I’m crying right now and I can’t sleep. It’s 0335 in the morning. My heart hurts because I love my father and my brother with all my heart, but I just can’t anymore. I’m not strong enough. I can’t pretend like it’s not killing me. Like even though I needed to see Matt before he died I had to convince myself to get in my car and drive here. And that took 3 fucking hours. 

I can’t. I just can’t. I’ve put on the good face this whole time, but I’ve slept like a total of 10 hours since I’ve been here. I’ve just faked the rest. And I am constantly on guard. And I feel like shit.

I don’t want to lose my family, but I don’t see any other choices. God I fucking hate her. WHY DID SHE DO THIS TO ME. WHY DOES SHE CONTINUE TO EMOTIONALLY ABUSE ME.

WHY WON’T SHE JUST DIE AND FUCKING LEAVE ME IN PEACE.



charlielikesdragons:

reminder that no one is required to love their parents because a lot of people do have genuinely shitty parents and if you invalidate people’s feelings about their toxic parents i’ll probably punch you in the throat





con-affetto-kiko:

A series of prototype posters I did to address verbal abuse.

I was kind enough to have willing models and a great photographer. Thank you for all your help.

This is awesome. I approve.



tw: violence

aboutmaleprivilege:

Male Privilege is when I called the police on my father out of pure fear of him verbally assaulting/threatening me, trying to force-feeding me, and nearly punching me in the stomach and when the police arrived, I was the one who got in trouble instead.

My father literally talked them out of him me being the victim, made some small talk and became “buddies”. All the police were males and they just seemed so smug.

When I was asked to enter the same room as him, he played it off like everything was completely normal and that I was an insane, bratty teenage girl. He made sure to clarify that I was probably having another one of my “girl fits” right in front of my face.

The police contributed to this privilege by telling me that my dad is allowed to beat me for discipline until I have bruises, cuts, or scars. But, if he breaks a bone, then, and ONLY then, will he be guilty. They told me that since I was almost an “adult woman” and I should be helping around the house, acting appropriate, dressing appropriate, and respecting my father because he’s the man of the house.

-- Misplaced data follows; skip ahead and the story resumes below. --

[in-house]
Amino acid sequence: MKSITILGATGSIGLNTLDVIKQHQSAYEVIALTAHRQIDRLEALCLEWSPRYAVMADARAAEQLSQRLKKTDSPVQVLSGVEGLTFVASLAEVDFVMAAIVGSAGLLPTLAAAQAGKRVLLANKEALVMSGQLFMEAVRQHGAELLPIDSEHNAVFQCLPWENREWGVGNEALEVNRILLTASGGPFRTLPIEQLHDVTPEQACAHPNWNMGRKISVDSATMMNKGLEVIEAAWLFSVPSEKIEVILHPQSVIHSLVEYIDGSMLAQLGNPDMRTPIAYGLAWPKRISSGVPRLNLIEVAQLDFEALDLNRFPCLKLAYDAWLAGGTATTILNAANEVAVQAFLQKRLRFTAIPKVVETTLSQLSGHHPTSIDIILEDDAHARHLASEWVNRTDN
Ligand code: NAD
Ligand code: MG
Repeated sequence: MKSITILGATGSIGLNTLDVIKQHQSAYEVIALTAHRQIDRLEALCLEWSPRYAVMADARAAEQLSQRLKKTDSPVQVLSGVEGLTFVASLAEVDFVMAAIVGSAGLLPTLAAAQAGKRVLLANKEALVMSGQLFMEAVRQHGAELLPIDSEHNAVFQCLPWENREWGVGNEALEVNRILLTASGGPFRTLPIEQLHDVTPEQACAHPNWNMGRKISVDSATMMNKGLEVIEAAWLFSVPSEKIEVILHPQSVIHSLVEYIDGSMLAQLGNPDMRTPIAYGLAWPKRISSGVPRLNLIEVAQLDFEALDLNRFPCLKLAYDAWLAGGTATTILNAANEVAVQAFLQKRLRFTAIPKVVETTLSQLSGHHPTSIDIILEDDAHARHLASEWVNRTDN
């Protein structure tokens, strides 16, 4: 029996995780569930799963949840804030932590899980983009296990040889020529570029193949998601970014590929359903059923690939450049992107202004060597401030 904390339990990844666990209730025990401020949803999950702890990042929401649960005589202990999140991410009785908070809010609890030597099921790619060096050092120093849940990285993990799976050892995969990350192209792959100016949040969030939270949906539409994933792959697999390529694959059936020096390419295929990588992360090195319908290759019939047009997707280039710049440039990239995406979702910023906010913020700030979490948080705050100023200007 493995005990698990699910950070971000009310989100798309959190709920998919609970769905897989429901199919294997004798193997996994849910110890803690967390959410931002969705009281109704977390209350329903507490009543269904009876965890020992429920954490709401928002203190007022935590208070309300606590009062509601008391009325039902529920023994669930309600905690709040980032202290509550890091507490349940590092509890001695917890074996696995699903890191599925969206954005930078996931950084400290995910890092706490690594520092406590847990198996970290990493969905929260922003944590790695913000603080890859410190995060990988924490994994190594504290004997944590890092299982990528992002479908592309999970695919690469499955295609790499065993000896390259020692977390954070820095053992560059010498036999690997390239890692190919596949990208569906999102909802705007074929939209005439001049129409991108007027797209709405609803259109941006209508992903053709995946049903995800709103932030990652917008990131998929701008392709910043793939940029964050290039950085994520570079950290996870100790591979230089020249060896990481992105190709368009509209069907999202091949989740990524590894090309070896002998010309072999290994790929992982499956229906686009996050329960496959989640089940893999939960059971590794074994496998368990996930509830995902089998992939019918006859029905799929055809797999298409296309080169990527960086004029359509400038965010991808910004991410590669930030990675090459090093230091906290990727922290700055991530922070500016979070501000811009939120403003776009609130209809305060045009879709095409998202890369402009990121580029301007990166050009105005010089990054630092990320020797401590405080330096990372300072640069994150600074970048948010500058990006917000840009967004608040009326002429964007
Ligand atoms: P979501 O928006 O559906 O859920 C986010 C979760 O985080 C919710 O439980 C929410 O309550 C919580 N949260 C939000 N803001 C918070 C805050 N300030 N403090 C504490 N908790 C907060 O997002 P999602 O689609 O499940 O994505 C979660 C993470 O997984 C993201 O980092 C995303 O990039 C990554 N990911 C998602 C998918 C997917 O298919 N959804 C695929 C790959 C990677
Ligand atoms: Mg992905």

I was forced to believe that I am guilty of disrespecting my father and that I just over reacted, when in reality I ran crying over to my neighbors house in fear just to get away from my dad and to call the police. I feel scared for my life because there’s no where to go and I’ll be treated as an over emotional woman if this ever happens again.

This experience will haunt me forever.

ANd people wonder why kids don’t report their parents



Verbal abuse in childhood inflicts lasting physical effects on brain structure

emotionalabuseawareness:

[…]

Young adults, ages 18-25, with no history of exposure to domestic violence, sexual abuse, or parental physical abuse, were asked to rate their childhood exposure to parental and peer verbal abuse when they were children, and then they were given a brain scan.

The results revealed that those individuals who reported experiencing verbal abuse from their peers during middle school years had underdeveloped connections between the left and right sides of their brain through the massive bundle of connecting fibers called the corpus callosum. Psychological tests given to all subjects in the study showed that this same group of individuals had higher levels of anxiety, depression, anger hostility, dissociation, and drug abuse than others in the study.

Verbal abuse from peers during the middle school years had the greatest impact, presumably because this is a sensitive period when these brain connections are developing and becoming insulated with myelin.

The environment that children are raised in molds not only their mind, but also their brain. This is something many long suspected, but now we have scientific instruments that show us how dramatically childhood experience alters the physical structure of the brain, and how sensitive we are as children to these environmental effects. Words—verbal harassment—from peers (and, as a previous study from these researchers showed, verbal abuse from a child’s parents) can cause far more than emotional harm.

[…]

http://www.psychologytoday.com/blog/the-new-brain/201010/sticks-and-stones-hurtful-words-damage-the-brain

AWESOME.  THANKS MOM